Clinical trial and epidemiological data suggests that use of some NSAIDs (particularly at high doses and in long term treatment) may be associated with an increased risk of arterial thrombotic events (for example myocardial infarction or stroke (see section 4.4).

4.9 Overdose

Symptoms: headache, nausea, vomiting, epigastric pain, gastrointestinal bleeding, rarely diarrhoea, disorientation, excitation, coma, drowsiness, dizziness, tinnitus, fainting, occasionally convulsions. In cases of significant poisoning acute renal failure and liver damage are possible.

There is no specific antidote and the active metabolite 6-MNA is not dialysable. Treatment: patients should be treated symptomatically as required. Within one hour of ingestion of a potentially toxic amount, activated charcoal should be considered. Alternatively, in adults, gastric lavage should be considered. Good urine output should be ensured. Renal and liver function should be closely monitored. Patients should be observed for at least four hours after ingestion of potentially toxic amounts. Frequent or prolonged convulsions should be treated with intravenous diazepam.

5. Pharmacological properties
5.1 Pharmacodynamic properties

ATC code M01A X01.

Nabumetone is a non-acidic NSAID which is a relatively weak inhibitor of prostaglandin synthesis. Following absorption from the gastrointestinal tract nabumetone is rapidly metabolised in the liver to the principal active metabolite, 6-methoxy-2-naphylacetic acid (6-MNA) a potent inhibitor of prostaglandin synthesis. Nabumetone is a naproxen derivative and 6-MNA is structurally similar to naproxen.

5.2 Pharmacokinetic properties

The pharmacokinetic properties of nabumetone are summarised in the table below:

Oral absorption (%)

≈ 80%

Presystemic metabolism to 6-MNA

≈ 100%

Normal half life of active metabolite (h)




16-27 hours

22 hours

Volume of distribution of 6-MNA (l)

7.5 l.kg-1

Plasma protein binding of 6-MNA

≈ 99%


Although nabumetone is absorbed essentially intact through the small intestine, extensive metabolism occurs during the first pass through the liver. As a result, concentrations in plasma of nabumetone are barely detectable after oral dosage.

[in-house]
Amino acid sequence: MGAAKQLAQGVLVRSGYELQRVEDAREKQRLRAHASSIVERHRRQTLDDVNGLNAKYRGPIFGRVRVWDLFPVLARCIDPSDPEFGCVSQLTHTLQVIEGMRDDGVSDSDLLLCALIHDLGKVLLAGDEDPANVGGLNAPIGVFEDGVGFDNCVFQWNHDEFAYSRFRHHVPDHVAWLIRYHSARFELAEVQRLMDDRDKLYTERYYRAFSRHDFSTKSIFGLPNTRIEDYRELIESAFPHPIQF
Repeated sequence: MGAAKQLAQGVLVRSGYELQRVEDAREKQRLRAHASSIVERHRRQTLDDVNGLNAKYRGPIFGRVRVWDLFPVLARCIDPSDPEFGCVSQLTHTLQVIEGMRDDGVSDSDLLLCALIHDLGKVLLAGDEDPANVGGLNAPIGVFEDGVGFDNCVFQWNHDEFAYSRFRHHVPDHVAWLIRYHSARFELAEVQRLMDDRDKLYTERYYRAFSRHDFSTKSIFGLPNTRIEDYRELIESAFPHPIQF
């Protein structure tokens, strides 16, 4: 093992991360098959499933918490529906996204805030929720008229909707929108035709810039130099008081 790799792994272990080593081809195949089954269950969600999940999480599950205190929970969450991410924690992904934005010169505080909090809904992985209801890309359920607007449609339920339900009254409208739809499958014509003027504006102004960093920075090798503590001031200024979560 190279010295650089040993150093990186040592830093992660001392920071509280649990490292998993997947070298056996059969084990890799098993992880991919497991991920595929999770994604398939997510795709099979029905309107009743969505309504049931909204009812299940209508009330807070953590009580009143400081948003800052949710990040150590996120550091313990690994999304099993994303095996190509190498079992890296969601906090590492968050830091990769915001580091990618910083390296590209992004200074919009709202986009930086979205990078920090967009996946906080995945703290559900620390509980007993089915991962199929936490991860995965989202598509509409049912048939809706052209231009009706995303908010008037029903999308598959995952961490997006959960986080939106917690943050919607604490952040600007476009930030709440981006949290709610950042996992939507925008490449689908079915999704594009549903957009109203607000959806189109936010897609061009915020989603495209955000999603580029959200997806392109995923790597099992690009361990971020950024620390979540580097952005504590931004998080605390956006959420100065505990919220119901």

Intravenous studies in rats with nabumetone indicate it to be rapidly distributed throughout the body, in keeping with its highly lipophilic character.

Metabolism and elimination

The active metabolite, 6-MNA, blinds strongly to plasma proteins; it is distributed into inflamed tissue and crosses the placenta into foetal tissue. It is found in the milk of lactating females. 6-MNA is eliminated by metabolism, principally conjugation with glucuronic acid, and O-demethylation followed by conjugation, the main route of excretion being the urine. The mean plasma elimination half life of 6-MNA is about 22 hours in man.

5.3 Preclinical safety data

No mutagenic activity was demonstrated in the Ames test or the mouse micronucleus test in vivo. However, chromosomal aberrations occurred in lymphocytes exposed in vitro to nabumetone or its active metabolite 6-MNA at concentrations of 80μg/ml or higher. Nabumetone produced no carcinogenic effects in rats or mice in life time studies.

No teratogenic potential has been demonstrated in experiments with animals. High doses (rabbit, 300mg/kg) which were maternally toxic were also embryotoxic. High doses in rats (320mg/kg) delayed parturition (probably due to an inhibition of prostaglandin synthesis).

The active metabolite of nabumetone 6-MNA is distributed into milk of lactating rats in concentrations approximately equal to those in plasma.

6. Pharmaceutical particulars
6.1 List of excipients

The tablets also contain: microcrystalline cellulose 101 (E460), hydroxypropylmethylcellulose (E464), sodium lauryl sulphate, sodium starch glycollate, colloidal silica, magnesium stearate.

The coating contains: hydroxypropylmethylcellulose (E464), propylene glycol, purified talc (E553), carmoisine aluminium lake (E122), indigo carmine aluminium lake (E132), titanium dioxide (E171).

6.2 Incompatibilities

None known.

6.3 Shelf life

Three years from the date of manufacture.

6.4 Special precautions for storage

Store in the original container.

6.5 Nature and contents of container

The blister packs are manufactured from 250µm white rigid PVC and 20µm hard temper aluminium foil. The polypropylene containers are manufactured from rigid injection moulded polypropylene with snap-on polyethylene lids.

Pack sizes: 28s, 56s, 84s, 112s (blisters)

6.6 Special precautions for disposal and other handling

Not applicable.

Administrative data
7. Marketing authorisation holder

Actavis UK Limited

(Trading style: Actavis)

Whiddon Valley


N Devon EX32 8NS

8. Marketing authorisation number(s)

PL 0142/0450

9. Date of first authorisation/renewal of the authorisation

1 November 1999

Renewed – 10/03/2009

10. Date of revision of the text


Company contact details

Actavis UK Ltd

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Whiddon Valley, Barnstaple, Devon, EX32 8NS, UK


+44 (0)1271 346 106

Medical Information e-mail

+44 (0)1271 311 200

Medical Information Direct Line

+44 (0)1271 385 257